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I was watching a video on how to prevent cross threading a nut. Guy in was saying rather than start by turning the nut right, keep turning it left until you hear a click, then go right until right.

I tried this with a plastic bottle cap and what I found was it cross threaded most of the time and so I thought twice about trying it on a car.

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  • Plastic threads are wider and may need to be turned to a slip position. Metal nut threads are finer and must be axially aligned and CCW turning generally balances this when stopped between threads – Tony Stewart Sunnyskyguy EE75 Sep 24 '20 at 13:59
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Turning left means you “feel” for the rise and sudden drop as you encounter the end of the thread.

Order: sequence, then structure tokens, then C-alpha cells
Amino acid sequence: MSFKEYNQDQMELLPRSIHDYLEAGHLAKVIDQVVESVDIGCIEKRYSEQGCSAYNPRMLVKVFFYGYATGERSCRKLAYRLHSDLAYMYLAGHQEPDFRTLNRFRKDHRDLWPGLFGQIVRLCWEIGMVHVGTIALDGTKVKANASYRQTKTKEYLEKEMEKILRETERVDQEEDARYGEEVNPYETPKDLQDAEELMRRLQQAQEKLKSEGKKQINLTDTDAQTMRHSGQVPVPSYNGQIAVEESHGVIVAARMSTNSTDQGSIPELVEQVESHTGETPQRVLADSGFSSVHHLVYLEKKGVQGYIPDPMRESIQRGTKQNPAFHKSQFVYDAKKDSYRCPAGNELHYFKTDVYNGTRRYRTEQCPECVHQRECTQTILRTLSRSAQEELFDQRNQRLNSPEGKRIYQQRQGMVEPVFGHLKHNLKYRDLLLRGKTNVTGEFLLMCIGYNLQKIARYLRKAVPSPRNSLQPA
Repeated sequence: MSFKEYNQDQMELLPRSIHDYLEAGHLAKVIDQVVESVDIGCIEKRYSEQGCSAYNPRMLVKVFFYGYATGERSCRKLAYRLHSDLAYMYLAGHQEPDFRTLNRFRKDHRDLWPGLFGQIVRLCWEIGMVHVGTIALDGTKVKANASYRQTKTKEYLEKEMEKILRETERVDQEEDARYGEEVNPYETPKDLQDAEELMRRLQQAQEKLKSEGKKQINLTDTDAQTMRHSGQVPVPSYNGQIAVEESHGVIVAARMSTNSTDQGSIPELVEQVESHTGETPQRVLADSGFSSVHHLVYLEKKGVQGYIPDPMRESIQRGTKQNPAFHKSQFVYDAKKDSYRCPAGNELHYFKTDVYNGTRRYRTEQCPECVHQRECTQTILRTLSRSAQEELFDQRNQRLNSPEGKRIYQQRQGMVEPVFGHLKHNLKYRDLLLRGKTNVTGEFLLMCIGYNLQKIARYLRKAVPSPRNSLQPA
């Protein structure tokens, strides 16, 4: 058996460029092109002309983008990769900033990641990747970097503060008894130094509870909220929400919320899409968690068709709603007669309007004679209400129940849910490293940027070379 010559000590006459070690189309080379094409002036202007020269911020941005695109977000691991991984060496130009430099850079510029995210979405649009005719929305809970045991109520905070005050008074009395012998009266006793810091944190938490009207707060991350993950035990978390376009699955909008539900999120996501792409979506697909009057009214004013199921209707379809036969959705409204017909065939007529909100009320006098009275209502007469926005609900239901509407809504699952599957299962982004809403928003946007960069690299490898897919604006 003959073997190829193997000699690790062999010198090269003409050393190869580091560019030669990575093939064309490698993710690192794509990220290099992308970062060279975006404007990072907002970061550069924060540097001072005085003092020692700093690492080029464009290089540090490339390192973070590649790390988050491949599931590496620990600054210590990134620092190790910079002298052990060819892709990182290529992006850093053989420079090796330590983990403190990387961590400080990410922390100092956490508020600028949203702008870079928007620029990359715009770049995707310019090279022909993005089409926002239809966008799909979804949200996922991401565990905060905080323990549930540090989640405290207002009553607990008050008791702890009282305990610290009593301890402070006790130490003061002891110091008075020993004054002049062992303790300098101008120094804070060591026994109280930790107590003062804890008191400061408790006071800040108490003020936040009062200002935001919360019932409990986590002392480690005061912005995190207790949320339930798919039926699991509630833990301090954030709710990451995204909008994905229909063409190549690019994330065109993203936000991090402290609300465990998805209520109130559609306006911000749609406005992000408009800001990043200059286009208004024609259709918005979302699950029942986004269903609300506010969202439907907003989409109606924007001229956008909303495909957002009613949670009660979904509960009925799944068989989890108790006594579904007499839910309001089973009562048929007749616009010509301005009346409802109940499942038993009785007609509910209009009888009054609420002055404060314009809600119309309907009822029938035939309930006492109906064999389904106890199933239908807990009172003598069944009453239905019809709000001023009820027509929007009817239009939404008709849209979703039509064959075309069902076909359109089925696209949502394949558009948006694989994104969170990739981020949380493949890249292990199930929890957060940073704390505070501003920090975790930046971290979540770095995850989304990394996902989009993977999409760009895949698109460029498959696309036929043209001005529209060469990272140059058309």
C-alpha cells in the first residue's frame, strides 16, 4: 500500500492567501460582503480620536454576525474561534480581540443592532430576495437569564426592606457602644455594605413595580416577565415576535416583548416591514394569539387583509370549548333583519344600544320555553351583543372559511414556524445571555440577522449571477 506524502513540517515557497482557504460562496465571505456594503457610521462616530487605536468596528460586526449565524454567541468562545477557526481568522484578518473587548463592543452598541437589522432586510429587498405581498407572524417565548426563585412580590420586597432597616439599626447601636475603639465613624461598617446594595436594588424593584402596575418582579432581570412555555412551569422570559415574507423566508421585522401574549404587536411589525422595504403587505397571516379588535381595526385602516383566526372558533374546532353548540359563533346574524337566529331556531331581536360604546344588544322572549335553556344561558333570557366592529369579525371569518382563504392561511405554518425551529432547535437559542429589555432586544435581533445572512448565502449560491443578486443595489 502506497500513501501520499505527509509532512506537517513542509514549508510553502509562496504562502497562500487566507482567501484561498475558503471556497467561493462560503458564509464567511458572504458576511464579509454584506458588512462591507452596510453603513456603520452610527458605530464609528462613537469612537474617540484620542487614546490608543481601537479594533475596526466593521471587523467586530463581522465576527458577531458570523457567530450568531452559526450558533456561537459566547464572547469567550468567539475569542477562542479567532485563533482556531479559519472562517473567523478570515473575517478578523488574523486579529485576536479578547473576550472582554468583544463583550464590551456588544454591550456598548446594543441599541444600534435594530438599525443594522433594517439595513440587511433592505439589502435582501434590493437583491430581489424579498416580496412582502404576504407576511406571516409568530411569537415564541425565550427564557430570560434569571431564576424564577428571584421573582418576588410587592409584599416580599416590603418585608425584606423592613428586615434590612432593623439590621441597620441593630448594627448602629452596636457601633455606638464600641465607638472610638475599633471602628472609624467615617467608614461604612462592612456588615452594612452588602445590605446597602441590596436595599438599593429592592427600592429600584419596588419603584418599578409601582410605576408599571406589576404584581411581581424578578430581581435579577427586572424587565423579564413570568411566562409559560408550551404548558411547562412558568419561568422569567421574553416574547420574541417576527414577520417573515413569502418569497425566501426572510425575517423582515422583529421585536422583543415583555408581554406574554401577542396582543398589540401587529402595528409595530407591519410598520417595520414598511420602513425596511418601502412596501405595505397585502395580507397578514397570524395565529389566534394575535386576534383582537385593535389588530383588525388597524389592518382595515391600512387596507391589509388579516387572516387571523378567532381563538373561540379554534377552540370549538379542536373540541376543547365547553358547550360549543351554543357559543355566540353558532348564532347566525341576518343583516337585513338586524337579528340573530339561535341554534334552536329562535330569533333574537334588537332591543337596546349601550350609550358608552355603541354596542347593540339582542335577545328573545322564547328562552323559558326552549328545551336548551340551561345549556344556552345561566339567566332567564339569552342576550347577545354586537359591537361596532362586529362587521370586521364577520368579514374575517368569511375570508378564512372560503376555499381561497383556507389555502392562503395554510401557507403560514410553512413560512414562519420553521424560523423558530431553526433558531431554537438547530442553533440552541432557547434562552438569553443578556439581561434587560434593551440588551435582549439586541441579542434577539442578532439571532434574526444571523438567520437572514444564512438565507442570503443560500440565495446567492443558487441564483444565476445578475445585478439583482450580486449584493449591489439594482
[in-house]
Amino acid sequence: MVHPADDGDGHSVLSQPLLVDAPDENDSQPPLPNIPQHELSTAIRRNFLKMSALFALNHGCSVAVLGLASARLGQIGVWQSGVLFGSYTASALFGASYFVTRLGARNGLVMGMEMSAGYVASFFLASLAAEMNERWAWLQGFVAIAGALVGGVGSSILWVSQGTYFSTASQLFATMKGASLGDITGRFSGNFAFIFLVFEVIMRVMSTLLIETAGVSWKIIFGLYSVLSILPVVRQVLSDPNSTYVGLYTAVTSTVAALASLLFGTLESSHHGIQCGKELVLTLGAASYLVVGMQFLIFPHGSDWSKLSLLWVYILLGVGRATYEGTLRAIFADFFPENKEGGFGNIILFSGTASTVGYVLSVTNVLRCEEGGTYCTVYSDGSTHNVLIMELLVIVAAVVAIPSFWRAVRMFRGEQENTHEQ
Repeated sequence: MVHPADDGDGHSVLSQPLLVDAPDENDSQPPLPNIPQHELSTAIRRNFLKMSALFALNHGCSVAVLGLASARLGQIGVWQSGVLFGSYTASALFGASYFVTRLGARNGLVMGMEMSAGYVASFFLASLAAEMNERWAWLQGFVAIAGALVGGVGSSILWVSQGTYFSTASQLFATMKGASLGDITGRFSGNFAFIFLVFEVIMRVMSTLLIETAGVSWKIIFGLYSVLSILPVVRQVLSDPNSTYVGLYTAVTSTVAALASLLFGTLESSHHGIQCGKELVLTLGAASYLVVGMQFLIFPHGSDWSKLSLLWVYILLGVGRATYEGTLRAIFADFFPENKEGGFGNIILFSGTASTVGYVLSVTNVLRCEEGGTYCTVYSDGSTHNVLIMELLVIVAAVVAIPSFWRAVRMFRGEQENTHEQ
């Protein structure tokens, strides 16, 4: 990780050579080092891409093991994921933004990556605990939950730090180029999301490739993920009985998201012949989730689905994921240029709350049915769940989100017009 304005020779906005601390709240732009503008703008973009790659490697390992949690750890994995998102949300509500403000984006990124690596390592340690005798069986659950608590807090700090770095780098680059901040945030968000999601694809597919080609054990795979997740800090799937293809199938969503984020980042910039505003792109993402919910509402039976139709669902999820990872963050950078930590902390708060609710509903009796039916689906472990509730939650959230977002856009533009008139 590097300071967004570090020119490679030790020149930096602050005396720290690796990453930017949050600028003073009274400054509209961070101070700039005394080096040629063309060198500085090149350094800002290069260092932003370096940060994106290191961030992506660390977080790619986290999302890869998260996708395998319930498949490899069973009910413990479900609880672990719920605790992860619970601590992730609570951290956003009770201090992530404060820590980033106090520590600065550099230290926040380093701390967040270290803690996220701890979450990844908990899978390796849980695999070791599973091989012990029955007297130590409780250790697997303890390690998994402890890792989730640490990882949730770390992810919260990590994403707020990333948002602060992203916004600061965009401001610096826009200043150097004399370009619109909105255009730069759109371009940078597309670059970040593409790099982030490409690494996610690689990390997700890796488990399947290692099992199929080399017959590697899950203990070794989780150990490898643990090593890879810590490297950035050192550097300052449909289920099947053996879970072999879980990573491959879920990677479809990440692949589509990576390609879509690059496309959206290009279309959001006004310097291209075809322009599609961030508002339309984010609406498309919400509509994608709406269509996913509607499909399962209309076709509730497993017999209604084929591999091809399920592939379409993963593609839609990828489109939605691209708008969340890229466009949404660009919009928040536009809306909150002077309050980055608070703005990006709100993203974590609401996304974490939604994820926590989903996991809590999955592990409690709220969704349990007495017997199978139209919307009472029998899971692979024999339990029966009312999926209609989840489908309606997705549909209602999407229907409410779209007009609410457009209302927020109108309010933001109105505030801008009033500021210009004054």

If you don’t feel it then try again.

Once you find that point you gently turn right or clockwise to engage the threads.

Obviously, if these are left-hand threads then it is all reversed...

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It's the right idea but you have to keep the nut square-on to the bolt, don't let it rock or tilt. If the nut is in a socket, especially a deepwell, that helps you keep it square-on.

When you do it right, the whole nut just "drops in" by a whole thread pitch. You really feel the bump if you are paying attention.

While it's useful in threaded steel bolts, it's far more useful with screws going into wood or plastic. If you inadvertently cut a second thread there, you'll chew up the wood or plastic. Go at least twice around... sometimes you get a double-bump, little bump then a big bump. You want the big bump.

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  • Seen too many steel nuts cross threaded onto their bolts or bolts cross threaded into threaded plate etc. – Solar Mike Sep 25 '20 at 6:06

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